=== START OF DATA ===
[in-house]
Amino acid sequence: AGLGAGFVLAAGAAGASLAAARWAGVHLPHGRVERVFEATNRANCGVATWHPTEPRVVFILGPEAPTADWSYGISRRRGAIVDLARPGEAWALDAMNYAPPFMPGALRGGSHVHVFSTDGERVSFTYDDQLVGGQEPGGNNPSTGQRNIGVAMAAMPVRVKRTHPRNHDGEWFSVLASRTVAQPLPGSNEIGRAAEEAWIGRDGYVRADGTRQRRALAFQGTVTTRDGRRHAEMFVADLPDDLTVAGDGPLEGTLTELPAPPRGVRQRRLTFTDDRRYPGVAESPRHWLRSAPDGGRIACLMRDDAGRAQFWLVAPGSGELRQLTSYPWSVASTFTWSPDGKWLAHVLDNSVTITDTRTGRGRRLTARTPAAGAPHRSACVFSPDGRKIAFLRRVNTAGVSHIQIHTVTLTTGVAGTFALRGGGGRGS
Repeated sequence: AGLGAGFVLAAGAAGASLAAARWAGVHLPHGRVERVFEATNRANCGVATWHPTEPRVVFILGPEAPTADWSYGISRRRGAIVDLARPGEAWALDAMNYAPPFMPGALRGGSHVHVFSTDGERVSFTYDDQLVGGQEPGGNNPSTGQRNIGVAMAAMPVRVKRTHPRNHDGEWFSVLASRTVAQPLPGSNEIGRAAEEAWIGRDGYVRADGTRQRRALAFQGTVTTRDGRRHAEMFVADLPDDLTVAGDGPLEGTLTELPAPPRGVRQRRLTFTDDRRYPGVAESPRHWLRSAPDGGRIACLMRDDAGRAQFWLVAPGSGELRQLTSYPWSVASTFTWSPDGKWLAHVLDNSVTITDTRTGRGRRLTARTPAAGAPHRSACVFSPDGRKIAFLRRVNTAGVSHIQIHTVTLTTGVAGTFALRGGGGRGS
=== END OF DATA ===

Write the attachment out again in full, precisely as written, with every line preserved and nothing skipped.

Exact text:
[in-house]
Amino acid sequence: AGLGAGFVLAAGAAGASLAAARWAGVHLPHGRVERVFEATNRANCGVATWHPTEPRVVFILGPEAPTADWSYGISRRRGAIVDLARPGEAWALDAMNYAPPFMPGALRGGSHVHVFSTDGERVSFTYDDQLVGGQEPGGNNPSTGQRNIGVAMAAMPVRVKRTHPRNHDGEWFSVLASRTVAQPLPGSNEIGRAAEEAWIGRDGYVRADGTRQRRALAFQGTVTTRDGRRHAEMFVADLPDDLTVAGDGPLEGTLTELPAPPRGVRQRRLTFTDDRRYPGVAESPRHWLRSAPDGGRIACLMRDDAGRAQFWLVAPGSGELRQLTSYPWSVASTFTWSPDGKWLAHVLDNSVTITDTRTGRGRRLTARTPAAGAPHRSACVFSPDGRKIAFLRRVNTAGVSHIQIHTVTLTTGVAGTFALRGGGGRGS
Repeated sequence: AGLGAGFVLAAGAAGASLAAARWAGVHLPHGRVERVFEATNRANCGVATWHPTEPRVVFILGPEAPTADWSYGISRRRGAIVDLARPGEAWALDAMNYAPPFMPGALRGGSHVHVFSTDGERVSFTYDDQLVGGQEPGGNNPSTGQRNIGVAMAAMPVRVKRTHPRNHDGEWFSVLASRTVAQPLPGSNEIGRAAEEAWIGRDGYVRADGTRQRRALAFQGTVTTRDGRRHAEMFVADLPDDLTVAGDGPLEGTLTELPAPPRGVRQRRLTFTDDRRYPGVAESPRHWLRSAPDGGRIACLMRDDAGRAQFWLVAPGSGELRQLTSYPWSVASTFTWSPDGKWLAHVLDNSVTITDTRTGRGRRLTARTPAAGAPHRSACVFSPDGRKIAFLRRVNTAGVSHIQIHTVTLTTGVAGTFALRGGGGRGS